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Am J Physiol. 1999 Dec;277(6 Pt 1):G1207-16.

Regulation of G(1) cyclin-dependent kinases in the liver: role of nuclear localization and p27 sequestration.

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1
Department of Medicine, Hennepin County Medical Center, Minneapolis 55415, Minnesota. albre010@tc.umn.edu

Abstract

Recent studies suggest that cyclin D1 mediates progression of hepatocytes through G(1) phase of the cell cycle. The present study further examines the regulation of cyclin D1-dependent kinase activity and the interplay between cyclin D1 and other G(1) phase regulatory proteins during liver regeneration. After 70% partial hepatectomy in rats, there was upregulation of kinase activity associated with cyclins (A, D1, D3, and E), cyclin-dependent kinases (Cdk2 and Cdk4), and Cdk-inhibitory proteins (p27, p107, and p130). Although cyclin D1/Cdk4 complexes were more abundant in the cytoplasmic fraction after partial hepatectomy, kinase activity was detected primarily in the nuclear fraction. Cytoplasmic cyclin D1/Cdk4 complexes were activated by recombinant cyclin H/Cdk7. Because endogenous Cdk7 activity was found in the nucleus, this suggests that activation of cyclin D1/Cdk4 requires nuclear importation and subsequent phosphorylation by cyclin H/Cdk7. Recombinant cyclin E/Cdk2 was inhibited by extracts from quiescent liver, and cyclin D1 could titrate out this inhibitory activity. Induction of cyclin D1 was accompanied by increased abundance of cyclin D1/p27 complexes, and most p27 was sequestered by cyclin D1 after partial hepatectomy. Thus cyclin D1 appears to play two roles during G(1) phase progression in the regenerating liver: it forms a nuclear kinase complex, and it promotes activation of Cdk2 by sequestering inhibitory proteins such as p27. These experiments underscore the complexity of cyclin/Cdk regulatory networks in the regenerating liver.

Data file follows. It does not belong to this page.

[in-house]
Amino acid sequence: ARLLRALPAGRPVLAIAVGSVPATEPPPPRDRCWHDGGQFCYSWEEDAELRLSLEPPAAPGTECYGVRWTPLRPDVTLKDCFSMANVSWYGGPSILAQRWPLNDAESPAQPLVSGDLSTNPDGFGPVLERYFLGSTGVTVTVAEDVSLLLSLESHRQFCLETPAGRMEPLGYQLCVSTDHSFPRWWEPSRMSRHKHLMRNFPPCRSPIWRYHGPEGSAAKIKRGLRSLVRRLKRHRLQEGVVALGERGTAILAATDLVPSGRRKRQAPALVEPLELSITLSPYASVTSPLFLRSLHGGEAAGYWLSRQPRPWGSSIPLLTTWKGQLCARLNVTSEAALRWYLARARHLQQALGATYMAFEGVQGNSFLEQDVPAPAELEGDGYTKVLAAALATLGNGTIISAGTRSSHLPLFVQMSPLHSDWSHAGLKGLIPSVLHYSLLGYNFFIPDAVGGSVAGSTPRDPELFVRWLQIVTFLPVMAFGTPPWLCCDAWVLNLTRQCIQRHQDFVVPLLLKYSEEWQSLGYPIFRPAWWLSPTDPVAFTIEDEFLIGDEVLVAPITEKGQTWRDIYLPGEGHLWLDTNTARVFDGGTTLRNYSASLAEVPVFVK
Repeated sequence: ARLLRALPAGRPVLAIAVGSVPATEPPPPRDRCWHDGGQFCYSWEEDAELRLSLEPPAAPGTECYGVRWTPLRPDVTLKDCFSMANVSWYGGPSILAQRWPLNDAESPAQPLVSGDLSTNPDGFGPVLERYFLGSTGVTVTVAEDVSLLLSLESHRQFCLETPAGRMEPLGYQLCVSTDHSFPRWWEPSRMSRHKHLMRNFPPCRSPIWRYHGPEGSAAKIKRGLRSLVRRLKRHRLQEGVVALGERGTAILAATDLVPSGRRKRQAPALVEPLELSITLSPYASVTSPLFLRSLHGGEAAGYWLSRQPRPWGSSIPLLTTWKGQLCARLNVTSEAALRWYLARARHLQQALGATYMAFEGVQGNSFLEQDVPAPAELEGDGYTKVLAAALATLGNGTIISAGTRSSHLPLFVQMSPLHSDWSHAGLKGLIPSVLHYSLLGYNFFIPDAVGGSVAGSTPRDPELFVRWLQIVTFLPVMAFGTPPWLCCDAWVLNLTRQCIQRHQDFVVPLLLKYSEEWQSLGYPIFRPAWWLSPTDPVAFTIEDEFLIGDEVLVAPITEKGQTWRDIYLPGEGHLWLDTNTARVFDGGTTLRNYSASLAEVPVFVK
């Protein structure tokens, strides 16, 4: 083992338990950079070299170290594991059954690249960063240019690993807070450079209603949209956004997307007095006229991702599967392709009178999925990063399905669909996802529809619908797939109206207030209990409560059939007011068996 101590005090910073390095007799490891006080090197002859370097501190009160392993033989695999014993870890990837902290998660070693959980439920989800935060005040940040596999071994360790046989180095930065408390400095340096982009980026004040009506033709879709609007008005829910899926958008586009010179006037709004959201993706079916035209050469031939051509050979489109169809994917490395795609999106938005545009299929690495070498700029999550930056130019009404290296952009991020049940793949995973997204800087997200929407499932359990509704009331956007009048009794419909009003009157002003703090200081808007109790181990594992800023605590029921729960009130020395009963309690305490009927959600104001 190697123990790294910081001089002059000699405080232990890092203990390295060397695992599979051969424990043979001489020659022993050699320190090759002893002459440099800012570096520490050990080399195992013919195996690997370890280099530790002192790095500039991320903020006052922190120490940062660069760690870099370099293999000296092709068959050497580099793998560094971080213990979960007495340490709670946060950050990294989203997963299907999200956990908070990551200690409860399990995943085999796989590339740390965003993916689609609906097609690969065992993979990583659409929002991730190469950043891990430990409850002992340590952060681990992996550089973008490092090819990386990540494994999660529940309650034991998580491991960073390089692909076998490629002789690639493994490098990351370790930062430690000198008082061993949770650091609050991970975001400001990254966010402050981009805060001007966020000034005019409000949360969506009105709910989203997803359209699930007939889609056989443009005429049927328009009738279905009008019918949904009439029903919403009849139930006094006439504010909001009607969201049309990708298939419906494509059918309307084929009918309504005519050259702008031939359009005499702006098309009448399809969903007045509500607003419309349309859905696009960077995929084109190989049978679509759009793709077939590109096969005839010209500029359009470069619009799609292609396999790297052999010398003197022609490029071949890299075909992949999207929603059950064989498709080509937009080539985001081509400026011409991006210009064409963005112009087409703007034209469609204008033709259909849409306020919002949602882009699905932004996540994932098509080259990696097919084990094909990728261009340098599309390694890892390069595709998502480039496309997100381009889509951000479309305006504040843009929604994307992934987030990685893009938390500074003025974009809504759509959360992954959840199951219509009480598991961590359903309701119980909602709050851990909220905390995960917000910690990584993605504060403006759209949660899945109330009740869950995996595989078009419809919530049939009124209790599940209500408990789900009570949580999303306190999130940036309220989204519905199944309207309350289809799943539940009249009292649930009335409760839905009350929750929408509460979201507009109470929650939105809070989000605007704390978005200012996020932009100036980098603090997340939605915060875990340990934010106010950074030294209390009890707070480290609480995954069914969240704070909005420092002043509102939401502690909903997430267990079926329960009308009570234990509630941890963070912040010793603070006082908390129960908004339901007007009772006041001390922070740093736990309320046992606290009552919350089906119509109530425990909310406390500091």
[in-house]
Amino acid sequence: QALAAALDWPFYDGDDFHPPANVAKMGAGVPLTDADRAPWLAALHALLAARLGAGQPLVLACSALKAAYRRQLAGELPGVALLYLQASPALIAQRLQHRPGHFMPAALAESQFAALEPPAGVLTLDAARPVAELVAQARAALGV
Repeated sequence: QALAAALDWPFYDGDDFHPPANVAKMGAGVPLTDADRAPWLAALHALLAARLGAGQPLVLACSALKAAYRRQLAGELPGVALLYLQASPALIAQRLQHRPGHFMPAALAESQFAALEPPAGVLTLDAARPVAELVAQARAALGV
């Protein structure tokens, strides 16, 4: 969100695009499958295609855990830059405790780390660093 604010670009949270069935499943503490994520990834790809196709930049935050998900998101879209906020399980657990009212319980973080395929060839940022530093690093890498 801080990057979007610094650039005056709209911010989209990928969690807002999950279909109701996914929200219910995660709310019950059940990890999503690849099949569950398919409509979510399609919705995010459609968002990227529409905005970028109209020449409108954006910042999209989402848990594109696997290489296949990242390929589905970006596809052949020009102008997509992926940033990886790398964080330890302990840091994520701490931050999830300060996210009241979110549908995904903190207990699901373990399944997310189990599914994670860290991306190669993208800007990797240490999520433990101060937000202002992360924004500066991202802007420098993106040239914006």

PMID:
10600818
[Indexed for MEDLINE]
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